As will be understood by those skilled in the art, the first ullage vent may be provided with an ice screen.

As will be understood by those in the art, any surface of one or more of the flame barrier elements may be corrugated or be formed with a convoluted cross section. Such corrugations or convolutions may run in any suitable direction through the flame barrier elements. For example, the corrugations or convolutions may run radially or circumferentially relative to the central axis of the corresponding external flame barrier means.

As will be understood by those in the art, the first ullage vent may be fed by or feed into an aerodynamic duct, such as a NACA (National Advisory Committee for Aeronautics) duct or the like, for providing an aerodynamic interface between the first ullage vent and the external surface of the aircraft.

As will be understood by those skilled in the art, where appropriate, the seals and corresponding sealing surfaced may be reversed. Further seals may be added or seal may be duplicated. The seal structure or form may be provided as appropriate for a given application.

In the embodiments described above with reference to FIG. 7, the external flame barrier means is provided with valve means operable to open and close the vent means. In embodiment described above with reference to FIGS. 3 & 4 where a second vent pipe is provided, the second vent pipe is arranged to act as a valve member for the vent means carried by the external flame barrier means. In other words, all embodiments described above comprise vent means and valve means arranged for relative movement so as to open or close the vent means appropriately.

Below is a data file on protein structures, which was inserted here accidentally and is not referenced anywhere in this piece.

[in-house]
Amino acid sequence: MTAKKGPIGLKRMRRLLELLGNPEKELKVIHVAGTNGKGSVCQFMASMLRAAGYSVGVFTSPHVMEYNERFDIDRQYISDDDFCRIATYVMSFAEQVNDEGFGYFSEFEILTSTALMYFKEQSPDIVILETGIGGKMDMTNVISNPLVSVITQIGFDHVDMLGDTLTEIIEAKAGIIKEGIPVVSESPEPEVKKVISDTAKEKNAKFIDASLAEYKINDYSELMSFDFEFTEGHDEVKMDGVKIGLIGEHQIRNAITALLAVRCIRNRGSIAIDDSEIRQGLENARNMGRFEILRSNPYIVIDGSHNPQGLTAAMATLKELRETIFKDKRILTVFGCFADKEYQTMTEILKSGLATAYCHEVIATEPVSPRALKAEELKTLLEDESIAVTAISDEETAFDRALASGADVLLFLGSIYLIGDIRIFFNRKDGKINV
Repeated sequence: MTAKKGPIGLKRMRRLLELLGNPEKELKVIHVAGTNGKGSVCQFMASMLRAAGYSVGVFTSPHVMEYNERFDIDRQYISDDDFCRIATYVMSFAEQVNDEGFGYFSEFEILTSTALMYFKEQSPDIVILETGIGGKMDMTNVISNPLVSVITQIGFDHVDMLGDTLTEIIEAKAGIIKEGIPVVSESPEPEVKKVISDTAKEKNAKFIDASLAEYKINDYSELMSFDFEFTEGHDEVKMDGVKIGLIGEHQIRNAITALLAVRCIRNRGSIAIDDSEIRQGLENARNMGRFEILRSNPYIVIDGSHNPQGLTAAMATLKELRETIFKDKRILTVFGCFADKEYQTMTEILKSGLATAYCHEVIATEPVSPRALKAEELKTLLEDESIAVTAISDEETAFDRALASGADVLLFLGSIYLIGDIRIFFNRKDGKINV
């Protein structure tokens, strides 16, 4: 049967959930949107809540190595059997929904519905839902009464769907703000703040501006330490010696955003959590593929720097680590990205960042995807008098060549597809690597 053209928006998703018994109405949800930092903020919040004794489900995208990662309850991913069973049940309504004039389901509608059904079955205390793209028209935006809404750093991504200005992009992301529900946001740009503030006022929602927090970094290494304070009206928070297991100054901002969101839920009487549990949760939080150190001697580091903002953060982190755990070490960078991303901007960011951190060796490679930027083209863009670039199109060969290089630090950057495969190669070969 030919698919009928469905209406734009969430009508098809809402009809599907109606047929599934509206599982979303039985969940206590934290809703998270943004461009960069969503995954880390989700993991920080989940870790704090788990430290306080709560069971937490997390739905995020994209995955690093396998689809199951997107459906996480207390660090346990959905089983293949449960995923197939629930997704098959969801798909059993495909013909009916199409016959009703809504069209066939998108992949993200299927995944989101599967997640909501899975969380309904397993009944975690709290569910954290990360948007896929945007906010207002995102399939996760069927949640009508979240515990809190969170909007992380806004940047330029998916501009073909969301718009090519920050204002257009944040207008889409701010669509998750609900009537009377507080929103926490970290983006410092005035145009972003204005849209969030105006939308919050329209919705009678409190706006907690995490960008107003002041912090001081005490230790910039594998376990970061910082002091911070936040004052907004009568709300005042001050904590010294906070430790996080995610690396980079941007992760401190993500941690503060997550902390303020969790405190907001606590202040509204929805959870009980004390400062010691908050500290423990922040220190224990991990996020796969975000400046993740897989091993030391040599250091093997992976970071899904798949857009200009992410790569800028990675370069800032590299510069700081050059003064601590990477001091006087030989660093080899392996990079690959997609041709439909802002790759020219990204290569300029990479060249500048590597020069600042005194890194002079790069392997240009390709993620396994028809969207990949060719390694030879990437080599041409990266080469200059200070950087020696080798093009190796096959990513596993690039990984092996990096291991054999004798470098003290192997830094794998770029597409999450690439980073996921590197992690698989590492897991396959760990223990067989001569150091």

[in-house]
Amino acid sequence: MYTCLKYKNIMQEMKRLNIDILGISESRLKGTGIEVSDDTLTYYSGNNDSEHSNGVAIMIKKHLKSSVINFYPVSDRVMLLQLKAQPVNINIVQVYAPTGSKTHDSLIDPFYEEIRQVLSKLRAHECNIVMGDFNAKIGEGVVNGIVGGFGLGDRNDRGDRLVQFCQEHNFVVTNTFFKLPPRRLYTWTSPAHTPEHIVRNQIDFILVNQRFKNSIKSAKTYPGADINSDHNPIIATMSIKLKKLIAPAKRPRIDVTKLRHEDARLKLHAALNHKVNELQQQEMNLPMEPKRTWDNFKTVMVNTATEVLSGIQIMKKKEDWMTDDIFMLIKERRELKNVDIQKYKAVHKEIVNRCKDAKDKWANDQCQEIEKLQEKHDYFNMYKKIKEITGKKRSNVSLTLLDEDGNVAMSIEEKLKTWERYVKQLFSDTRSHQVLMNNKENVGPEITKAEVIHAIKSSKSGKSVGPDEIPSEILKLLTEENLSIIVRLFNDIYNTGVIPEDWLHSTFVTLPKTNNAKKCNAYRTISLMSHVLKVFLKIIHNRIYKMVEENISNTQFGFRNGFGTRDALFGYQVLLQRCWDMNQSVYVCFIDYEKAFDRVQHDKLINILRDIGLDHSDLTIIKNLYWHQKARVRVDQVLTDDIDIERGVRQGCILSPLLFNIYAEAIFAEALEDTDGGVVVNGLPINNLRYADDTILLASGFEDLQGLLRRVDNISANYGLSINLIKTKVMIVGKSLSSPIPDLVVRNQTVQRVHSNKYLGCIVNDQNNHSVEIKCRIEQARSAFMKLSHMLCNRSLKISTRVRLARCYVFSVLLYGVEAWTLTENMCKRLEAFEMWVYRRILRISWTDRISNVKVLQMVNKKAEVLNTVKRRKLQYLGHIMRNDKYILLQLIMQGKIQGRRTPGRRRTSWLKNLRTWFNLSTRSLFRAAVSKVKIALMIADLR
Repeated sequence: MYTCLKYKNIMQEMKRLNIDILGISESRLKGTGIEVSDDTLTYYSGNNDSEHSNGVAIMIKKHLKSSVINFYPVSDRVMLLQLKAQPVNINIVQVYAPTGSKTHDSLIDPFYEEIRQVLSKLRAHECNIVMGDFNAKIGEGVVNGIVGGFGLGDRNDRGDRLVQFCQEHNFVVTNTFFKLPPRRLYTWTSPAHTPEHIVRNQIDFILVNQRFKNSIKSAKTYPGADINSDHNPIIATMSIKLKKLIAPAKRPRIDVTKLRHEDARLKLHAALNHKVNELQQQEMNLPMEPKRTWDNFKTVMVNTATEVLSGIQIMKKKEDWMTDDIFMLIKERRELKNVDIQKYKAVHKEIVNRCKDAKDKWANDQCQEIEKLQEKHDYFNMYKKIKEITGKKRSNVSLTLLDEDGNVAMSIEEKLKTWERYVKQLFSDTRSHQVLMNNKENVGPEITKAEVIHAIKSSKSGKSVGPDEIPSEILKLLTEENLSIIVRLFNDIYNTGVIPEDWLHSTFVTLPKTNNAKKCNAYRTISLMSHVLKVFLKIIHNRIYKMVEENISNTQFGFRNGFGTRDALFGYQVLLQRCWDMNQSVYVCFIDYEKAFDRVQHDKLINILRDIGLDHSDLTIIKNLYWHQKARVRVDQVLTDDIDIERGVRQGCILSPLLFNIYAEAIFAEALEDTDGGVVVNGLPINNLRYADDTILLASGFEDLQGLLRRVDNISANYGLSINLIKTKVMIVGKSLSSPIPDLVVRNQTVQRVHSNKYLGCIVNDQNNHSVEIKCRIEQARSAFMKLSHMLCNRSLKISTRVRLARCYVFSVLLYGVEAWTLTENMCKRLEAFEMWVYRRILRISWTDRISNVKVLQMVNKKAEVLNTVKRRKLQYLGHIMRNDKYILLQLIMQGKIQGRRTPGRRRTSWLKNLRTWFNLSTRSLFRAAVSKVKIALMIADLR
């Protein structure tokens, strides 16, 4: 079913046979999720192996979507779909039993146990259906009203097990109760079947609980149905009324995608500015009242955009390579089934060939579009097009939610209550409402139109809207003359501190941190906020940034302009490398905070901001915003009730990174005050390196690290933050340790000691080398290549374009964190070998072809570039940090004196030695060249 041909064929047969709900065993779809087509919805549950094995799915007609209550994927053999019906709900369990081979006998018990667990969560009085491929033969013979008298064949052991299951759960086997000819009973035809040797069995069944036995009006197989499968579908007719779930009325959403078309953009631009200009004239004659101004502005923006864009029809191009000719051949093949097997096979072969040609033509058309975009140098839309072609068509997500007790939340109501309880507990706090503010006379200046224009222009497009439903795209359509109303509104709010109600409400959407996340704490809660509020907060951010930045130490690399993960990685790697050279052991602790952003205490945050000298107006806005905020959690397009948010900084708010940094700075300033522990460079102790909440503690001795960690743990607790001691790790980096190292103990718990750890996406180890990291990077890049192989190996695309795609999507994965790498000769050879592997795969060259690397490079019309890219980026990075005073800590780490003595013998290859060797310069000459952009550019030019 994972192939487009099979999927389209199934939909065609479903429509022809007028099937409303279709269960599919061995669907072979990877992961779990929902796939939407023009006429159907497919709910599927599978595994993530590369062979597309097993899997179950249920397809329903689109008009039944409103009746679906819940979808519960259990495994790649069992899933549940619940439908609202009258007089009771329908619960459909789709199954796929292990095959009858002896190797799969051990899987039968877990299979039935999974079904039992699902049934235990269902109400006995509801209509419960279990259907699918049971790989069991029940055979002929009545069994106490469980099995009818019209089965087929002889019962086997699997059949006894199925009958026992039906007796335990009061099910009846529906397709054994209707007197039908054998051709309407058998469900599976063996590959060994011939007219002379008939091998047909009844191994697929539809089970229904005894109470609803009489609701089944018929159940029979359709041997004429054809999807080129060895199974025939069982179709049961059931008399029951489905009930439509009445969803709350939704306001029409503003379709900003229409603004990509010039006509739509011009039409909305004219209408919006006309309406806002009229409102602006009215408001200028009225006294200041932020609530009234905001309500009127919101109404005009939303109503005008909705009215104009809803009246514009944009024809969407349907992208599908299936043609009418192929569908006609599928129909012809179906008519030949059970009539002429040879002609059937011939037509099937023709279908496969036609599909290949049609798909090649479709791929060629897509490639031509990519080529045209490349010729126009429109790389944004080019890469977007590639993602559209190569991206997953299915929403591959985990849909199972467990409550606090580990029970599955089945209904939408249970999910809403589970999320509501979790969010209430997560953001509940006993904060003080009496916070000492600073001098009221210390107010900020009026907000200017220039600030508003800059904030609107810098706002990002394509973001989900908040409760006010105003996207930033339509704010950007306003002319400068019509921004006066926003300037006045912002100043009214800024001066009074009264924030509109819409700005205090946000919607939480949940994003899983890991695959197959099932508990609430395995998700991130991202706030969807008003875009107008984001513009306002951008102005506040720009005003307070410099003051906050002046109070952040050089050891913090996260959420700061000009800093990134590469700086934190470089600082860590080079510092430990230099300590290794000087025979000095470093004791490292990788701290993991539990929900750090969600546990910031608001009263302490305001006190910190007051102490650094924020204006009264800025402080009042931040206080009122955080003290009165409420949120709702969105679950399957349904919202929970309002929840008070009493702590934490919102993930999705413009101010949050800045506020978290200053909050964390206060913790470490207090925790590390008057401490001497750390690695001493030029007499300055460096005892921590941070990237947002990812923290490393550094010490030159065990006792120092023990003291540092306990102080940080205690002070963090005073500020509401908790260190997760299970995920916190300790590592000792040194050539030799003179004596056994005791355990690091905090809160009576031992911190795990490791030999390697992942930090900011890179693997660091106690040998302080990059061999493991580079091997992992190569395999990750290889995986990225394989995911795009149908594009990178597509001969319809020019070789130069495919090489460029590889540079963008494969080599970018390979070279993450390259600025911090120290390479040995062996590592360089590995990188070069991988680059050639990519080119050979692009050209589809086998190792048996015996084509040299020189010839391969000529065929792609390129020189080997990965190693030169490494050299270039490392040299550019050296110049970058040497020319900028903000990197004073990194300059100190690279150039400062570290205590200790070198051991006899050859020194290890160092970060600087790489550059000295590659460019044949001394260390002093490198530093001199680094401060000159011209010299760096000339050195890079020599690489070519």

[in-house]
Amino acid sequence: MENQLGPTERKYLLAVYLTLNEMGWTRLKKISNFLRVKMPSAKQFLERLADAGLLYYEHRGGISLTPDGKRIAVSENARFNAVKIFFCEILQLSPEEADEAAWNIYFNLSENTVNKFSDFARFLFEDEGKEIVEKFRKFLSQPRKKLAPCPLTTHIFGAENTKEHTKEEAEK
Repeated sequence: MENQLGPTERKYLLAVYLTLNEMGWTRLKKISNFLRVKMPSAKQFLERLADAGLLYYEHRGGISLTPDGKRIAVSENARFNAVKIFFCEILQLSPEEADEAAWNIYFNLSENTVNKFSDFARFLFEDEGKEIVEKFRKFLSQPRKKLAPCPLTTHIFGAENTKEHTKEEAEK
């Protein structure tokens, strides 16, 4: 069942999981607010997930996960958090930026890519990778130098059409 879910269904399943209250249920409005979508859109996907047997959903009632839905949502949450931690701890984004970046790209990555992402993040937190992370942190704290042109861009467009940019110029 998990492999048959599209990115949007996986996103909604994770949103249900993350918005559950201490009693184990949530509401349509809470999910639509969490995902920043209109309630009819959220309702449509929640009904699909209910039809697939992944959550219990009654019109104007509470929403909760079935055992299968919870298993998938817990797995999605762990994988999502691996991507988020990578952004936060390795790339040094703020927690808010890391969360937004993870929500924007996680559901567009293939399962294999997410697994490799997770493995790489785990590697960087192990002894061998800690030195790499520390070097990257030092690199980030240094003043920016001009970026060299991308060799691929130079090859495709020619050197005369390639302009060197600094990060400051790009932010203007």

As will be understood by those skilled in the art, any suitable valve mechanism may be employed for opening and closing the vents. The valves may be associated solely with the corresponding vent pipe or with the external flame barrier means or associated partly with each. The valve means may be located in the upper facing end of the external flame barrier means where the sealing means is not carried the upper face but, for example, a pivoting sealing mechanism as described above.

As will be understood by those skilled in the art, mechanisms may be employed for aiding the connection or disconnection of the coupling between the sealing means and the external flame barrier means. For example, the housing for the piston, which in some embodiments may comprise the second vent pipe, may be fully or partially splined or otherwise keyed so as to hold the sealing means from rotation to aid the rotary decoupling or coupling movement for the external flame barrier means. Alternatively, the sealing means and housing or vent pipe may be non-circular in the relevant cross section. As will be understood, some coupling means may require other movements for coupling and decoupling either in combination with or instead of one or more rotary movements.

As will be understood by those skilled in the art, the external flame barrier means of FIG. 7 may be used effectively with the vent pipe arrangement of FIG. 3.

Embodiments of the invention may enable the first vent pipe and flame barrier arrangements to be more compact since the first vent pipe need only be capable of the relatively low flow rates required when the aircraft is operating in modes other than the refuelling mode.

The external flame barrier means in combination with the second ullage vent may be arranged so as to provide comparable or greater fluid flow than refuelling means/pump. This arrangement will reduce the risk of the refuelling pump increasing the pressure within the fuel tank system beyond its structural limits and thus avoid damage to the aircraft structure. The external flame barrier means may be arranged for use during high rate refueling, whereas during lower pressure or standard refueling operations only the internal vent pipe is utilized.

While the present invention has been illustrated by the description of the embodiments thereof, and while the embodiments have been described in considerable detail, it is not the intention of the applicant to restrict or in any way limit the scope of the appended claims to such detail. Additional advantages and modifications will readily appear to those skilled in the art. Therefore, the invention in its broader aspects is not limited to the specific details representative apparatus and method, and illustrative examples shown and described. Accordingly, departures may be made from such details without departure from the scope of applicant's general inventive concept.